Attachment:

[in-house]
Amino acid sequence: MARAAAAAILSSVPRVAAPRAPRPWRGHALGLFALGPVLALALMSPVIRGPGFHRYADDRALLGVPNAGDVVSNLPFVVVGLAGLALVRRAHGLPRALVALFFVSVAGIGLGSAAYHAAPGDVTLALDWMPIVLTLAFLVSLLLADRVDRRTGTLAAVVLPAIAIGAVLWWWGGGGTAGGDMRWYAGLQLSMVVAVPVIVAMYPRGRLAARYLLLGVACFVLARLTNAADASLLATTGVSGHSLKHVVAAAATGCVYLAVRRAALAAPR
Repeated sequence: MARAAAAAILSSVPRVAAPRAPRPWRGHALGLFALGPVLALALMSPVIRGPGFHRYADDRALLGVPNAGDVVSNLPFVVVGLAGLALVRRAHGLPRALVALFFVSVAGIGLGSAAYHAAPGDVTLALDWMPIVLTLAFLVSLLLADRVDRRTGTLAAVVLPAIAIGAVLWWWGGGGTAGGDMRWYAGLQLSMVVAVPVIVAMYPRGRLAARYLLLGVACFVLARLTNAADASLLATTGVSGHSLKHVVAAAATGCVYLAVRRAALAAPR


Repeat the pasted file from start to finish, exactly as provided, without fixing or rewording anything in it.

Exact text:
[in-house]
Amino acid sequence: MARAAAAAILSSVPRVAAPRAPRPWRGHALGLFALGPVLALALMSPVIRGPGFHRYADDRALLGVPNAGDVVSNLPFVVVGLAGLALVRRAHGLPRALVALFFVSVAGIGLGSAAYHAAPGDVTLALDWMPIVLTLAFLVSLLLADRVDRRTGTLAAVVLPAIAIGAVLWWWGGGGTAGGDMRWYAGLQLSMVVAVPVIVAMYPRGRLAARYLLLGVACFVLARLTNAADASLLATTGVSGHSLKHVVAAAATGCVYLAVRRAALAAPR
Repeated sequence: MARAAAAAILSSVPRVAAPRAPRPWRGHALGLFALGPVLALALMSPVIRGPGFHRYADDRALLGVPNAGDVVSNLPFVVVGLAGLALVRRAHGLPRALVALFFVSVAGIGLGSAAYHAAPGDVTLALDWMPIVLTLAFLVSLLLADRVDRRTGTLAAVVLPAIAIGAVLWWWGGGGTAGGDMRWYAGLQLSMVVAVPVIVAMYPRGRLAARYLLLGVACFVLARLTNAADASLLATTGVSGHSLKHVVAAAATGCVYLAVRRAALAAPR